Blomenkamp calls his piano pieces Barkarole and Nocturne “two sides of the same coin”: “Both are monolithic and ‘self-contained’; each pursues its own sound-path and refuses to wander off into other regions”. Yet the two works could hardly be more different in character. Barkarole, composed in 1988, has little to do with the gently rocking boat implied by its title. On the contrary, Blomenkamp’s boat is adrift in treacherous waters from the very outset. The consistently two-part texture generates centrifugal forces and releases energies that threaten to engulf listener and performer alike. “I actually had to practice it quite a lot”, the pianist Stefan Irmer confessed to Blomenkamp a few days before making the recording for this CD, “and sometimes I didn’t known whether a place should be reserved for you in heaven or hell”. In contrast, Nocturne (1998) is tranquil, static, introverted. The slow ostinato chords seem to keep the music rooted to the ground while dynamic outbursts erupt into the sunlight. To quote the composer, this is “music of unspoken thoughts, whispered words, silent gestures, weary steps, fragile conditions”.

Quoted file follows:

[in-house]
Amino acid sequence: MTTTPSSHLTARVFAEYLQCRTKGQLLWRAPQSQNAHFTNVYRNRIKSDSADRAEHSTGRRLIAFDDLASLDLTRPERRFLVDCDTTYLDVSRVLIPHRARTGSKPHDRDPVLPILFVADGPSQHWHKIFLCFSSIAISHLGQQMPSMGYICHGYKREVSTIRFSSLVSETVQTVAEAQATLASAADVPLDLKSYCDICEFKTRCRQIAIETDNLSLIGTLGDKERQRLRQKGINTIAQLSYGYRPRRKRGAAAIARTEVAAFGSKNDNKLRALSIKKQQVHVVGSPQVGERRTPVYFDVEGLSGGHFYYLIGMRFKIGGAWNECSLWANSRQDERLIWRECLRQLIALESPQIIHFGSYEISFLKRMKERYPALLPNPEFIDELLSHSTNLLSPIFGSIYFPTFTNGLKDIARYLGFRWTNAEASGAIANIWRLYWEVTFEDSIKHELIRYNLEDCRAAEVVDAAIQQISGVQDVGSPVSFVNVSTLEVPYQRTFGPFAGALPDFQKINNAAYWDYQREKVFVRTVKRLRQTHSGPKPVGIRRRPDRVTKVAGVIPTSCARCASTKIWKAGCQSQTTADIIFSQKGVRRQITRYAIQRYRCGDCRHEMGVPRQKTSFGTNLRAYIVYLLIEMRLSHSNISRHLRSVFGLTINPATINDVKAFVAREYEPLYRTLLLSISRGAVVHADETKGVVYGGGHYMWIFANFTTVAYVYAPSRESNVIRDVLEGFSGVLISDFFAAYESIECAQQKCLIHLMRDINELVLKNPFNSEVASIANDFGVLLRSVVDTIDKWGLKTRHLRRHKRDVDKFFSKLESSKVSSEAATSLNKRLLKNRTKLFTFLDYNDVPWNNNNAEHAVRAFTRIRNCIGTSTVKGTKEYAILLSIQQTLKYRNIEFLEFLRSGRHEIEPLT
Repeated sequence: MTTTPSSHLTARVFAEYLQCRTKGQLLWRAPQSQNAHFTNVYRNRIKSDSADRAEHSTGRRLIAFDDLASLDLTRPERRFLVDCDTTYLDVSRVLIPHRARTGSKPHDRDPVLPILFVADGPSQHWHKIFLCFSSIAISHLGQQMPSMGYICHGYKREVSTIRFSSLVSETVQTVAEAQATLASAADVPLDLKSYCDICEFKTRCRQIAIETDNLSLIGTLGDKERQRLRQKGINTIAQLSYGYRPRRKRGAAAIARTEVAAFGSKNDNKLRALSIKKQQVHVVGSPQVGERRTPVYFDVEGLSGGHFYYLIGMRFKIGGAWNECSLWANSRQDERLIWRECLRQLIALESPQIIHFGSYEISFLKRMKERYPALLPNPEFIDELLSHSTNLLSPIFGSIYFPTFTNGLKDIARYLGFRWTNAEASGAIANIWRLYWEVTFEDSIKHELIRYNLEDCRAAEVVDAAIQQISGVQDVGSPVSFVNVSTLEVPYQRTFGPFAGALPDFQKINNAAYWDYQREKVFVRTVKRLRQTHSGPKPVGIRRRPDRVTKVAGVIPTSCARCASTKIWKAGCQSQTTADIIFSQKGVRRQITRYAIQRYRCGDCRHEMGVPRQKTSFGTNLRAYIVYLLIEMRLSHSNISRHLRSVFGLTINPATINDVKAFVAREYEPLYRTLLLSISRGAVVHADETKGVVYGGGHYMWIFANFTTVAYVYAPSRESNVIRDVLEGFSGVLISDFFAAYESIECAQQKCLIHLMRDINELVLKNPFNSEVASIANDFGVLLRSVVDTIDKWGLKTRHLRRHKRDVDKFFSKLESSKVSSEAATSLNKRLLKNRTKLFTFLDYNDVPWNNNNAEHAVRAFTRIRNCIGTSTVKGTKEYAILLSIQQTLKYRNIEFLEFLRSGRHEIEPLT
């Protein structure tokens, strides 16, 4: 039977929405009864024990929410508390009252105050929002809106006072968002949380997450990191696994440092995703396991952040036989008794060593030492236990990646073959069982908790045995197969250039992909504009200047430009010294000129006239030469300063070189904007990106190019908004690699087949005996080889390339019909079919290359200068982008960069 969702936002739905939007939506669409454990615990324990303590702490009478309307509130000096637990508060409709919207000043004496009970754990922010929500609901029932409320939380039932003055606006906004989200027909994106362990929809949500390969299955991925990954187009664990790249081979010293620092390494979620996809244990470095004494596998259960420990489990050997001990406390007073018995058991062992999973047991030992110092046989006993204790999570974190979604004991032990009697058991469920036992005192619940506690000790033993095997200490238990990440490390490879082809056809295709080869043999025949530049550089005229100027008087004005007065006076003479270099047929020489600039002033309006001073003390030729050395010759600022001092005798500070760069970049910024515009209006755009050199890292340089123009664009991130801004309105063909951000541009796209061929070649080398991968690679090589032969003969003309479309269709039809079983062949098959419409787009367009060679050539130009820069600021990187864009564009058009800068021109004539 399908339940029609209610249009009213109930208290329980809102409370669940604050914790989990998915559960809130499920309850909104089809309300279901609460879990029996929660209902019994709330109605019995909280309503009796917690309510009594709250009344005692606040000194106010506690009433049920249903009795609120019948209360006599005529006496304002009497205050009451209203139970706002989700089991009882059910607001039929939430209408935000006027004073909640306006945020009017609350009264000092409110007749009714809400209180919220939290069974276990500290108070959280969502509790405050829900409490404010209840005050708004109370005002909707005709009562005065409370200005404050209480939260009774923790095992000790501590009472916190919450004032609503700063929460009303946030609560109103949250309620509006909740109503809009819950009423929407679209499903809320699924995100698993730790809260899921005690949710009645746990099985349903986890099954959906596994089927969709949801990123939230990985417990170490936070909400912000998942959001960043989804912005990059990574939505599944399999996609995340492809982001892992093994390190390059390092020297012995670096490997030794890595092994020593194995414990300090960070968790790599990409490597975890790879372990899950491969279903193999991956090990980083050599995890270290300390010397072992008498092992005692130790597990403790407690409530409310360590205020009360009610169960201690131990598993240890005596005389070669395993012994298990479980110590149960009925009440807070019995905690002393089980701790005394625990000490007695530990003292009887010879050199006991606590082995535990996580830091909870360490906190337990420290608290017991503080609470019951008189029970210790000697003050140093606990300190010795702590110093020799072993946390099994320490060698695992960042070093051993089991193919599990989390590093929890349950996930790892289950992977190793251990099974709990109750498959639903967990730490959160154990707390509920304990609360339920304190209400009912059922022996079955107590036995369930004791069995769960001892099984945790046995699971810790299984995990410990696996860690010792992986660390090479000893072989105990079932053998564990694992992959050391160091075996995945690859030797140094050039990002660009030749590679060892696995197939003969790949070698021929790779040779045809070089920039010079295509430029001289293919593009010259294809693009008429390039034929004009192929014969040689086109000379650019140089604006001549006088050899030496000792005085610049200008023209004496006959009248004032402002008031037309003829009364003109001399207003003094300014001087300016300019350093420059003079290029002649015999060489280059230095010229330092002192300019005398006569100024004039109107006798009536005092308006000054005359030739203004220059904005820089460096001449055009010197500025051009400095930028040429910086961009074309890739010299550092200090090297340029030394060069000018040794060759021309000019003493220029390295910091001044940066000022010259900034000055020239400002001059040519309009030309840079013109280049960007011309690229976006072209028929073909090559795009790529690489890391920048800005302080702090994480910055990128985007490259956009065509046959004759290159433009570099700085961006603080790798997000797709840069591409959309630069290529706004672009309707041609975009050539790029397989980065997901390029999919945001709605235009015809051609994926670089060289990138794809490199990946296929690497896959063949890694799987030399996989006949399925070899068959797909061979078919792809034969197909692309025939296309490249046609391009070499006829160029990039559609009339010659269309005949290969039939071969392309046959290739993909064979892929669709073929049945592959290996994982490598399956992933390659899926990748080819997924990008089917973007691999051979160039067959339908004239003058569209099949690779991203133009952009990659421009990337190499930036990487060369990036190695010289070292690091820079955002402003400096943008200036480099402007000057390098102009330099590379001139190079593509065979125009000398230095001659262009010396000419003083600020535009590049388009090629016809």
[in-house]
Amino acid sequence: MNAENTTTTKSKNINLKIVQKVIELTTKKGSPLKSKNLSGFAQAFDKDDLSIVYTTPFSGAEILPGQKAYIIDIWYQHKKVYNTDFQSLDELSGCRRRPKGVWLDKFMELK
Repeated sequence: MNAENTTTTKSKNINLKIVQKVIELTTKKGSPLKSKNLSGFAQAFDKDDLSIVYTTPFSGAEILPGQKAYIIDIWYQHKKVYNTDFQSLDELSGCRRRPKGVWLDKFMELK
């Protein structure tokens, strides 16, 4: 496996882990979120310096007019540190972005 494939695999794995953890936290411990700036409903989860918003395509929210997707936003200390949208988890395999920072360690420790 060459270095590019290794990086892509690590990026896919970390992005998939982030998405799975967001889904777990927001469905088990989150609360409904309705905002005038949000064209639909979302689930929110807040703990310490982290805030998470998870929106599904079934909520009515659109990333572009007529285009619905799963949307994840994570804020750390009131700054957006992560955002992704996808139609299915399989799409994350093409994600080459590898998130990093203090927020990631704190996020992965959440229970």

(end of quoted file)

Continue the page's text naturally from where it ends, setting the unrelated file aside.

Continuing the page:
Like Five Orchestral Pieces, Musik für Violine, Violoncello, Klavier und Orchester (Music for Violin, Violoncello, Piano and Orchestra) of 2003 outlines an arch form, but this time in a single movement. The music emerges from silence and recedes again into silence at the end. A sharply defined “tone pool” is evident in the very opening bars, whose melismas faintly recall the music of the Far East. The entire piece evolves from this tone pool: Blomenkamp calls it “an attempt to produce maximum expansion from tiny motivic germ-calls”. Rather than evoking a contest between soloists and orchestra, the two sonic levels complement and emerge from each other. The largely quiet, oscillating character of the music is offset by the colourful orchestration, whose percussion section sports such instruments as glockenspiel, vibraphone and glass harp. A glance at the movement headings of Suite for Violoncello solo (Prelude, Double, Courante, Air, Gigue) betrays its source of inspiration: baroque instrumental music, and primarily, of course, the cello suites of Johann Sebastian Bach. This compact yet extremely demanding work was written for Blomenkamp’s friend Nikolaus Trieb, the solo cellist of the Düsseldorfer Symphoniker, who gave the work its premiere in June 2010.